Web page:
|Congestive heart failure
|Chronic obstructive pulmonary disease
|Peripheral vascular disease
To examine stability of the identified clusters, we repeated the KmL analyses using subjects with up to 3 years of follow-ups (6 visits). Applying the same inclusion criteria, 180 subjects were included (2 subjects were excluded due to lack of number of follow-ups within 3 y). KmL identified 2 clusters with similar trajectories as found when 5-year follow-up data were used. Concordance between cluster identifications was 94%; only 10 subjects were clustered differently. Baseline characteristic comparison remained similar. Results from comparison of Medicare expenditures between clusters also remained similar.
In this cohort of patients with initially mild AD followed for up to 10 years, we identified 2 distinct clusters of patients with subtle differences at baseline and rate of decline in dependence over time. Patients in one cluster had higher initial dependence and faster rate of decline, those in the other had lower initial dependence and slower decline. At baseline, patients in the lower dependence cluster, with an average of DS score of 3.8, needed household chores done for them.38 Those in the higher dependence cluster, with an average of 2.25 points higher dependence score, needed to be escorted when going outside or accompanied when bathing or eating. DS score for patients in the higher initial dependence cluster worsened by 1.5 points every year, while DS score in the lower initial dependence cluster worsened by 0.8 points every year. These rates of decline are in line with earlier reports showing that in patients with mild AD, those who remained stable in their level of care need worsened ∼1 point in the DS in 18 months while those experiencing a decline in their level of care need worsened ∼2 points during the same period.6 The distinct clusters of dependence are consistent with previous reports of heterogeneity in the disease course. For example, Holtzer et al39 reported that lower baseline cognitive scores and faster rate of decline was associated with increased risk of reaching worse clinical milestones at follow-up. Results in this study shows that differential rate of decline in the DS trajectory provides information above and beyond those from baseline data alone on the trajectories of disease progression.
There were statistically significant differences in age, cognition, function, and psychiatric symptoms at baseline between patients by dependence cluster. However, most of these differences are minor and all subjects met entry criteria requiring mild disease severity at baseline. The largest between cluster differences are in psychiatric symptoms and extrapyramidal signs, both of which have been related to more severe disease course.4,8 Here we observed them as associated with different trajectories of change in dependence.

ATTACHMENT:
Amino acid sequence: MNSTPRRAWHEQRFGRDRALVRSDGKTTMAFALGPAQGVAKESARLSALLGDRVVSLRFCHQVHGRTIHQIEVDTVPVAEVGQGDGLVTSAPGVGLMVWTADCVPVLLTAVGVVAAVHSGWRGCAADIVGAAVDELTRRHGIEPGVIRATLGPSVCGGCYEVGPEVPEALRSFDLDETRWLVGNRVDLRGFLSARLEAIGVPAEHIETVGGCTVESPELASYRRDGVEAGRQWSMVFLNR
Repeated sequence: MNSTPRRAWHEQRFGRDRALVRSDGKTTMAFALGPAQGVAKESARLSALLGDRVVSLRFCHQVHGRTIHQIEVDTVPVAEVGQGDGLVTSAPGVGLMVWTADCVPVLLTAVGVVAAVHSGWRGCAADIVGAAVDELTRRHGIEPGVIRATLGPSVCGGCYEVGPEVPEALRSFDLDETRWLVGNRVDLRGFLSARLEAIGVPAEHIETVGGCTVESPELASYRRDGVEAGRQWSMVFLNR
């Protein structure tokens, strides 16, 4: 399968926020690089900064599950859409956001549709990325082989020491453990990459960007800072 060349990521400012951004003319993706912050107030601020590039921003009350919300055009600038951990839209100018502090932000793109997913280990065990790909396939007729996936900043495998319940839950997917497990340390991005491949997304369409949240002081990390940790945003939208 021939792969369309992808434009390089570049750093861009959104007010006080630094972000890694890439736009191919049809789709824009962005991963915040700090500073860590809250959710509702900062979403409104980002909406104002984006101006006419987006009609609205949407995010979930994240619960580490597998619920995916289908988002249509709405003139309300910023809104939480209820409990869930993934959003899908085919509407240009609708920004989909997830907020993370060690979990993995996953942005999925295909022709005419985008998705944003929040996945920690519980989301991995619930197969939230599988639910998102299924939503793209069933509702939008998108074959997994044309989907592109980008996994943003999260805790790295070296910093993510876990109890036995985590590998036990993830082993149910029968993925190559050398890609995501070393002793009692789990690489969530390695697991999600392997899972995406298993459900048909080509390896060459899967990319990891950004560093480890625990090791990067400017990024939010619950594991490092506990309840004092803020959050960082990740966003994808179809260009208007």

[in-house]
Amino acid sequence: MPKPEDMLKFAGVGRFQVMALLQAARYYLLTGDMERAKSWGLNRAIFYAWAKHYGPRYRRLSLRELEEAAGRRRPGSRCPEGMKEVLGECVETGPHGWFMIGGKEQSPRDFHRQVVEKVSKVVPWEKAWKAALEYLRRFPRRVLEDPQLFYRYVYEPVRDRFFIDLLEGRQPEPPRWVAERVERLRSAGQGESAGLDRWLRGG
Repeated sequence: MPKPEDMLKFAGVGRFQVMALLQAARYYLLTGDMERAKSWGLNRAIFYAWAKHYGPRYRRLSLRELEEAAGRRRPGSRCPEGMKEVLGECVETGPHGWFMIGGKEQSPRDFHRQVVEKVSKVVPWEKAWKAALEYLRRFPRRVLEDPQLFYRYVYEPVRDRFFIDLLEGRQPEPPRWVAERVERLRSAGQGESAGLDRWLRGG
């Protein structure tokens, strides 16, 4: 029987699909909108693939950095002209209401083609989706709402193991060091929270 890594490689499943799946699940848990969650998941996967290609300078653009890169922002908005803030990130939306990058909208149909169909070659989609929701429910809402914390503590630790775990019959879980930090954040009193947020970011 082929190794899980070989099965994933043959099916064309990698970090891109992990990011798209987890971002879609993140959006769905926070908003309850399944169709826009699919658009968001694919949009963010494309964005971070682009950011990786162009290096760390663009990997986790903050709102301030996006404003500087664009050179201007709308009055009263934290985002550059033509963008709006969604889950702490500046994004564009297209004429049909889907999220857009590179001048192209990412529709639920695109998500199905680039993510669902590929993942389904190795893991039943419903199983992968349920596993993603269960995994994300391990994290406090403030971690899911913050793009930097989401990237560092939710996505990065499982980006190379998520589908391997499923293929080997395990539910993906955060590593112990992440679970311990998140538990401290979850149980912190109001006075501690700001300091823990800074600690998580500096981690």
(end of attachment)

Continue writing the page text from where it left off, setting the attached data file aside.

Several studies have shown that increased cost of dementia care with increased dependence.7–12 Except for 1 study,11 cost outcomes in these studies have been computed using self-reported utlization measures. Our study extends this line of inquiry by highlighting substantial differences in Medicare expenditures between distinct dependence clusters. The magnitude of our estimates are comparable to those from existing studies using self-reported costs. A small but significantly different rate of increase in expenditures between clusters highlights the cumulative effects on cost of care over time from faster rate of decline.
There are several limitations to this study. Patients were selected from tertiary care university hospitals and specialized diagnostic and treatment centers and thus represent a nonrandom sample of those affected by AD in the population. Our sample also was predominantly White, non-Hispanic, and highly educated. Caution is needed in generalizing the results of this study to patients of other ethnicities, lower levels of education and income and to community AD patients. Relative homogeneity of our sample may mask differences in clinical measures and patterns of dependence trajectory and health care utilization. For example, Black and Hispanic patients with moderate to severe dementia have been shown to have higher prevalence of dementia-related behavioral problem than Whites.40 Sociodemographic differences among different racial/ethnic groups also may influence patterns of health care utilization and modify the effects of the clinical variables. Future research will need to examine dependence trajectories and associated cost trajectories in samples that are more representative of the general population.
Dependence as an overall measure of dementia progression should be considered as a complementary measure that allow an intuitive and readily understandable common language for multiple stakeholders in assessing the impact of dementia, translating clinical changes into costs, or assessing potential benefits of interventions. It should not be considered as a replacement for other measures.
A major contribution of this study lies in the rigorous clinical evaluation, diagnosis and long-term follow-up that patients received. Clinical diagnosis took place in university hospitals with specific expertise in dementia and was based on uniform application of widely accepted research-based criteria via consensus diagnostic procedures. Our cohort had high rates of follow-up with little missing data. Clinical signs were ascertained and coded in standardized fashion at each visit. Patients were recruited at early stages of the disease and followed semiannually for up to 10 years. Linkage to Medicare expenditures avoids recall biases associated with self-rated health care utilization and difficulties in assigning cost estimates from utilization. The cohort therefore describes the full range of disease progression and Medicare expenditures over time, permitting more accurate estimates of trajectories and associated costs.